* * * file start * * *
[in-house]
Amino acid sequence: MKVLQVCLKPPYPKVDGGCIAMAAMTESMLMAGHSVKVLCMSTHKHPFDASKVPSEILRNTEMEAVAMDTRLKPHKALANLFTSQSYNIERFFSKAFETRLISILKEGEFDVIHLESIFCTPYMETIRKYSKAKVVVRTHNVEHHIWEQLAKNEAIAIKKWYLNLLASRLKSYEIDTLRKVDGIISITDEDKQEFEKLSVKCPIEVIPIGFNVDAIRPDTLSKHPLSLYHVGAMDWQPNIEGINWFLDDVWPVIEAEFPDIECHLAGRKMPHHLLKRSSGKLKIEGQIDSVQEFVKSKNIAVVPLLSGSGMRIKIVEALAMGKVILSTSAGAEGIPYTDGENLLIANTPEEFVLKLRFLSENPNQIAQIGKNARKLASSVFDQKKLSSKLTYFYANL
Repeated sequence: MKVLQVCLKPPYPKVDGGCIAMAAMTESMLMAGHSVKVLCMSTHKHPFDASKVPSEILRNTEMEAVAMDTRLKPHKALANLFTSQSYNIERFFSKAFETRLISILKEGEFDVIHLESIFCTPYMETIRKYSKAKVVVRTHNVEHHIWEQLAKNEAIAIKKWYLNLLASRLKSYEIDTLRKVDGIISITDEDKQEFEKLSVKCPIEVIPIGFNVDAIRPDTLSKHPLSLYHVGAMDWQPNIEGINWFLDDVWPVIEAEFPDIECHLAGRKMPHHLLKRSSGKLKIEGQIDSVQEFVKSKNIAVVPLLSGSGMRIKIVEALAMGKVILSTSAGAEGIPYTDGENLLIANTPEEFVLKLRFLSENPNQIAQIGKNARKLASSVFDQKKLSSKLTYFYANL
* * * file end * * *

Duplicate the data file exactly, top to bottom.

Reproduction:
[in-house]
Amino acid sequence: MKVLQVCLKPPYPKVDGGCIAMAAMTESMLMAGHSVKVLCMSTHKHPFDASKVPSEILRNTEMEAVAMDTRLKPHKALANLFTSQSYNIERFFSKAFETRLISILKEGEFDVIHLESIFCTPYMETIRKYSKAKVVVRTHNVEHHIWEQLAKNEAIAIKKWYLNLLASRLKSYEIDTLRKVDGIISITDEDKQEFEKLSVKCPIEVIPIGFNVDAIRPDTLSKHPLSLYHVGAMDWQPNIEGINWFLDDVWPVIEAEFPDIECHLAGRKMPHHLLKRSSGKLKIEGQIDSVQEFVKSKNIAVVPLLSGSGMRIKIVEALAMGKVILSTSAGAEGIPYTDGENLLIANTPEEFVLKLRFLSENPNQIAQIGKNARKLASSVFDQKKLSSKLTYFYANL
Repeated sequence: MKVLQVCLKPPYPKVDGGCIAMAAMTESMLMAGHSVKVLCMSTHKHPFDASKVPSEILRNTEMEAVAMDTRLKPHKALANLFTSQSYNIERFFSKAFETRLISILKEGEFDVIHLESIFCTPYMETIRKYSKAKVVVRTHNVEHHIWEQLAKNEAIAIKKWYLNLLASRLKSYEIDTLRKVDGIISITDEDKQEFEKLSVKCPIEVIPIGFNVDAIRPDTLSKHPLSLYHVGAMDWQPNIEGINWFLDDVWPVIEAEFPDIECHLAGRKMPHHLLKRSSGKLKIEGQIDSVQEFVKSKNIAVVPLLSGSGMRIKIVEALAMGKVILSTSAGAEGIPYTDGENLLIANTPEEFVLKLRFLSENPNQIAQIGKNARKLASSVFDQKKLSSKLTYFYANL